Storage, Part I of Many

While on a break from blogging, I’ve been churning about all things In Perpetuum. By churning, I mean creating lots of digital audio and video files, making a short movie, and sipping a campari and worrying about formats and storage. In these dog days, then, when it doesn’t hurt to prop the laptop on icepacks, I am taking steps to Do Something.

Lo these many months ago when I conducted an inventory of my materials, I found that I had different priorities and strategies for preserving music, video, captured sound, and text files. After exploring how best to optimize my devices to capture the best quality audio and video (the better to preserve), I floundered on how to store and manage the files. None of the options seemed like The One Solution.

Since I’m somewhat recently come from an academic institution, I assumed that having The One Solution (supported by central IT, of course) was the only solution. Silly me, forgetting the purpose of this exercise: Save my stuff sans the infrastructure and resources that public and private institutions afford. I’m taking one for the team. In which case, there isn’t The One Solution maintained by central IT. There are many solutions, and it’s complicated enough that I’ll have to write a plan just to remember what to do. The basic parts involve:

  • two 1-terabyte drives that rotate between my domicile and a safe deposit box at my bank
  • 1 terabyte of space in the ether (see comments below)
  • a new laptop to handle video and data processing
  • two old laptops that manage music (the oldest one) and travel (the second oldest one) – of course, backed up to the drives and the ether.

What – you don’t save your old computers?

I’m almost ready to blow my tax return on digital and analog storage, and I’ll provide the numbers in a subsequent post. But I’ve been reading and thinking, especially about online storage, and here’s what I’ve learned:

There’s a language problem: Web hosting. Cloud storage. Network storage. Everybody says they has it cheap, though their grammars aren’t always rights, and theys seem to have many company for one services. (note to self: look at DNS Registration). Everybody says they gives you tools to manages your stuffs. And it encrypted. And it unlimited. Caveat emptor. The web hosting peeps don’t do data storage, but they’re keen on SSL and will let you FTP an unlimited amount of stuff to their site. They do want to throttle traffic and maintain service for everyone who’s hosting a site on their servers, and they do promise much uptime. The cloud/network storage peeps don’t trust you with FTP and want you to use/download their synching tool. They have good thoughts about security mostly, but storage space is at a premium, and they don’t cop to how long it actually takes to send 1 terabyte of information into the cloud for storage. (Note to self: check bandwidth of ISP.) Several sites review web hosting and cloud/network storage options, though it seems that there is a “reward” for reviewers. Mad props to the peeps on the MacRumors forum (http://forums.macrumors.com/showthread.php?t=1127908) who suss out language and storage options.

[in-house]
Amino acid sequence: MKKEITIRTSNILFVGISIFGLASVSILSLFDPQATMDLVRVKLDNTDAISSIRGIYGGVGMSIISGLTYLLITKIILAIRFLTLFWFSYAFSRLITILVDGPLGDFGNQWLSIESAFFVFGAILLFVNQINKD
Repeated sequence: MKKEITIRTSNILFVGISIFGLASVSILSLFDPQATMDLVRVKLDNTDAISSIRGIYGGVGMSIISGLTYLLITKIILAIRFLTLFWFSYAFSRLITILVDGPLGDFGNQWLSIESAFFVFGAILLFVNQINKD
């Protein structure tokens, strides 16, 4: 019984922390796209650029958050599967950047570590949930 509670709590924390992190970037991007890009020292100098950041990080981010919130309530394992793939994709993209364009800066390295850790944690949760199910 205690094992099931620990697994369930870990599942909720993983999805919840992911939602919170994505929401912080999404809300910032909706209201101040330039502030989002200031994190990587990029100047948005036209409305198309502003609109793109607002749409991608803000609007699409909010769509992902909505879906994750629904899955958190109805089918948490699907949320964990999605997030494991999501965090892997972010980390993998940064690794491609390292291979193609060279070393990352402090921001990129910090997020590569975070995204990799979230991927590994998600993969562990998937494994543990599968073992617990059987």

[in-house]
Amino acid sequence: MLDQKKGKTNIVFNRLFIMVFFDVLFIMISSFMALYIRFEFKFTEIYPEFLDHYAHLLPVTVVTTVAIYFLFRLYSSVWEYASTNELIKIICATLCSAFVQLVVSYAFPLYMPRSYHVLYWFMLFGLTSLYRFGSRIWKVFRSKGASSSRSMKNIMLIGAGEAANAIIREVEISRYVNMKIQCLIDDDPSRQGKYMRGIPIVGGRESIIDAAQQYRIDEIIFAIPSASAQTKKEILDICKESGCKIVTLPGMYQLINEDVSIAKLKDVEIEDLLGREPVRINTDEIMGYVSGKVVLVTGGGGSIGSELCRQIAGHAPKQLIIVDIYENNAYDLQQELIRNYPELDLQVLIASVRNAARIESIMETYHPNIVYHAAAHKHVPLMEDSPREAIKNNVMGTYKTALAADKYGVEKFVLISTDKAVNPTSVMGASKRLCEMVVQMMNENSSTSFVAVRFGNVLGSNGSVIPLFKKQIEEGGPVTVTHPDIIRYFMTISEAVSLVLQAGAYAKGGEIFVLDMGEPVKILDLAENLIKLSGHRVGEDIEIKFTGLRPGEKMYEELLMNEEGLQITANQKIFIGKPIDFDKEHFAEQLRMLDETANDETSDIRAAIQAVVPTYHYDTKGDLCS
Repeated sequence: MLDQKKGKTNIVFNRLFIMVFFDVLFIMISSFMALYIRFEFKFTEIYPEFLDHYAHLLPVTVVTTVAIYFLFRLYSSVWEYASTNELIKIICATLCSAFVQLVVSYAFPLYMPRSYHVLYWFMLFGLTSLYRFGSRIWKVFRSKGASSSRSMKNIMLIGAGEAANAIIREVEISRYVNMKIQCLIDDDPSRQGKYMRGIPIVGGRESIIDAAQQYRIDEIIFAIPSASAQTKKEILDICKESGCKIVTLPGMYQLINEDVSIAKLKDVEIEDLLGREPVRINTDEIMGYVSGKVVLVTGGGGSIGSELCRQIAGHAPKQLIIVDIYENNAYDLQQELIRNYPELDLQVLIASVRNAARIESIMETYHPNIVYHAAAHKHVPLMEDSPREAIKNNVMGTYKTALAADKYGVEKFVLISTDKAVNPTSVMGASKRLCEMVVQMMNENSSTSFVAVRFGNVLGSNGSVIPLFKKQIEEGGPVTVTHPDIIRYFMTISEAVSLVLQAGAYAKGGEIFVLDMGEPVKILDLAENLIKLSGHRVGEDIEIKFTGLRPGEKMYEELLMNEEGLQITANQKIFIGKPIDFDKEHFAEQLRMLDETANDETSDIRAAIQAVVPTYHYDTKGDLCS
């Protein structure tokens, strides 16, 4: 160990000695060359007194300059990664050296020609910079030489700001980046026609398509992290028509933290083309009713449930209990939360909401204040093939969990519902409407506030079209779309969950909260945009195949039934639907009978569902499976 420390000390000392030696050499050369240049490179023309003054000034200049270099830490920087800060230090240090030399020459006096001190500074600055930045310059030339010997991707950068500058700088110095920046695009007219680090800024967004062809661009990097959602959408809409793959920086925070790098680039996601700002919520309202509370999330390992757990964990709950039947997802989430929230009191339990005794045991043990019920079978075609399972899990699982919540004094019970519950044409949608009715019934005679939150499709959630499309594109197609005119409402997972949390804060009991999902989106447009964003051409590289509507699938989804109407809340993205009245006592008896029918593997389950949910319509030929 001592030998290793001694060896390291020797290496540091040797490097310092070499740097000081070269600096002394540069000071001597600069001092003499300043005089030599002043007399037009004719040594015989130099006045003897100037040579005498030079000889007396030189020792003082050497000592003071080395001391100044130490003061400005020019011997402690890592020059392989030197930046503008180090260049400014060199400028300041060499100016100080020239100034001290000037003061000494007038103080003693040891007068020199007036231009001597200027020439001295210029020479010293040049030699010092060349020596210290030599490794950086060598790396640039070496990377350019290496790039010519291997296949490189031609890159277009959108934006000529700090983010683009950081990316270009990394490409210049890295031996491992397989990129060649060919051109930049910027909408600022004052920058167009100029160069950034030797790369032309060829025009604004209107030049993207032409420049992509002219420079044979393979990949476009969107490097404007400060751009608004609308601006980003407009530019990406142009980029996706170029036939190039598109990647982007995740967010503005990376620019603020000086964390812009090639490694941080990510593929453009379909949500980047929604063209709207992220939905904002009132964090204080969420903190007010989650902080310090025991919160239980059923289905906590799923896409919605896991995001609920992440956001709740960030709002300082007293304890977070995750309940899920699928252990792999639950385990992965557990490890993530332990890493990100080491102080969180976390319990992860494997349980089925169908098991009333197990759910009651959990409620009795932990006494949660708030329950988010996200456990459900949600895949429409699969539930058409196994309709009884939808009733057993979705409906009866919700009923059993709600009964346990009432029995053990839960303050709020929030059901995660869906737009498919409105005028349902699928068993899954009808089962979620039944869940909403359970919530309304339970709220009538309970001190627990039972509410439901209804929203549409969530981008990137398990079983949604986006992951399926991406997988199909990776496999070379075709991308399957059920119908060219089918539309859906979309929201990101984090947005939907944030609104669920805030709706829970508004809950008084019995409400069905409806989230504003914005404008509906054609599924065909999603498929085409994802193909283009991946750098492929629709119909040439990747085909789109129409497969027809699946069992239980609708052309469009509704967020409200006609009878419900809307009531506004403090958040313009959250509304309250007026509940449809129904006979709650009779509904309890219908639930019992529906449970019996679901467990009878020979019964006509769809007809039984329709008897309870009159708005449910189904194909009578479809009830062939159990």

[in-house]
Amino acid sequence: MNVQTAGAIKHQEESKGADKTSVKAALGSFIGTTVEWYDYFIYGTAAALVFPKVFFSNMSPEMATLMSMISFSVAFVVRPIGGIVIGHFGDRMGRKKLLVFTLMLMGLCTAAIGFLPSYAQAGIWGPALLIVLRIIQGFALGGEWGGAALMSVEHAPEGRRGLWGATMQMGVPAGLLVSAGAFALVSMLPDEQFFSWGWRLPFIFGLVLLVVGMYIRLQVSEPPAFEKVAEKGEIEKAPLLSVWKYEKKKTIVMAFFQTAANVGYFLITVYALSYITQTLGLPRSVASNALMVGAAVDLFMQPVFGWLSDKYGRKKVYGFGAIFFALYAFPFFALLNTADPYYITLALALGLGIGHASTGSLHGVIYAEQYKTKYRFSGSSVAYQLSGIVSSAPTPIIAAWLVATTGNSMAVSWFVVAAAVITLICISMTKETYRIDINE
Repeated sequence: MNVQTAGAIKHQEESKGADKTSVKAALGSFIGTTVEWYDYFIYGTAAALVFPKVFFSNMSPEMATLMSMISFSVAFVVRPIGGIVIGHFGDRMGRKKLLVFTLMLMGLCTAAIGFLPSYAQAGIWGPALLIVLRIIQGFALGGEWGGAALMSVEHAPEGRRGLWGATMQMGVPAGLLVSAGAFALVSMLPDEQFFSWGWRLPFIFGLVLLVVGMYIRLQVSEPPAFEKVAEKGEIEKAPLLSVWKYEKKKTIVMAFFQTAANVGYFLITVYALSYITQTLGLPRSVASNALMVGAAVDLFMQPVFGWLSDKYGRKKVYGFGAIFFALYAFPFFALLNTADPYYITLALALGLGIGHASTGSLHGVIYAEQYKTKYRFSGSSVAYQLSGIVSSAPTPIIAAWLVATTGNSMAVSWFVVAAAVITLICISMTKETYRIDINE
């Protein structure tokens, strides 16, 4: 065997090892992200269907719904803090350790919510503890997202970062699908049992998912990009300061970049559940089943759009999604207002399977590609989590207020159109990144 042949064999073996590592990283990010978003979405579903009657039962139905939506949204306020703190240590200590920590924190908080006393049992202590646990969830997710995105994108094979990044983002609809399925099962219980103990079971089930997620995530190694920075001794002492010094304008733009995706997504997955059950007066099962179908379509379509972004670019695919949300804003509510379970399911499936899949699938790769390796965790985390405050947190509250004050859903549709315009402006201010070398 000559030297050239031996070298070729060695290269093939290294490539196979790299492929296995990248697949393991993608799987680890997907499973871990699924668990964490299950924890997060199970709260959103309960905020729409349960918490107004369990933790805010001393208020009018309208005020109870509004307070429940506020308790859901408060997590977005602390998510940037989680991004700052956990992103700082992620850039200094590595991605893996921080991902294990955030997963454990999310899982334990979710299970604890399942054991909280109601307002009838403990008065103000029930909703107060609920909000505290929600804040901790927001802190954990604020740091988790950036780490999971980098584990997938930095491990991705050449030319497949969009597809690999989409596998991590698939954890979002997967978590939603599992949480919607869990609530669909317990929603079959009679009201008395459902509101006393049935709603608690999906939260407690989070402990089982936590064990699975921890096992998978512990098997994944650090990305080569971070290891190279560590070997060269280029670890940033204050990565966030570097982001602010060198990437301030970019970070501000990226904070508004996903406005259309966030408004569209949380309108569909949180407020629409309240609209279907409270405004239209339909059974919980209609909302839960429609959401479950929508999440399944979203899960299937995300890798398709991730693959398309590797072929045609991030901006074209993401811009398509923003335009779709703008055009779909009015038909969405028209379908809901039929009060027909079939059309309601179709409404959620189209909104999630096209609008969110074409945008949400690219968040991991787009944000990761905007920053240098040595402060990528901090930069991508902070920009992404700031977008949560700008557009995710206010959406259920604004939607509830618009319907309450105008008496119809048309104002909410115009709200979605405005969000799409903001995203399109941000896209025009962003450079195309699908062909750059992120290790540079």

There are choices to be made: Just because you’ve created an array of online and offline storage options doesn’t mean you can FTP and overwrite willy nilly. Should there be an Ur machine that contains everything? What if you have a video file from, say, a Cannon FS200 that saves a .MOD and a .MOI for each video clip. These files are virtually unplayable (thank goodness for VLC) and un-editable unless converted to another format. What do you save in your 3 1-terabyte locations: the .MOD/.MOI files; the converted .DV files; the edited and marked .DV clip that you plan to use for a movie? What about the original file on the SD chip? Safe deposit box?

There are other lessons, but this post is long enough, and the WordPress servers are limitless(!), so I can post more thoughts on storage. The lessons learned, for the moment: I have further confirmation that it’s best to make a storage and preservation plan for each type of item that’s dependent on its whole life cycle. Somehow, finding a way to print my high school thesis in Word Perfect 3.x seems like a piece of cake.

In Perpetuum Week 2 Report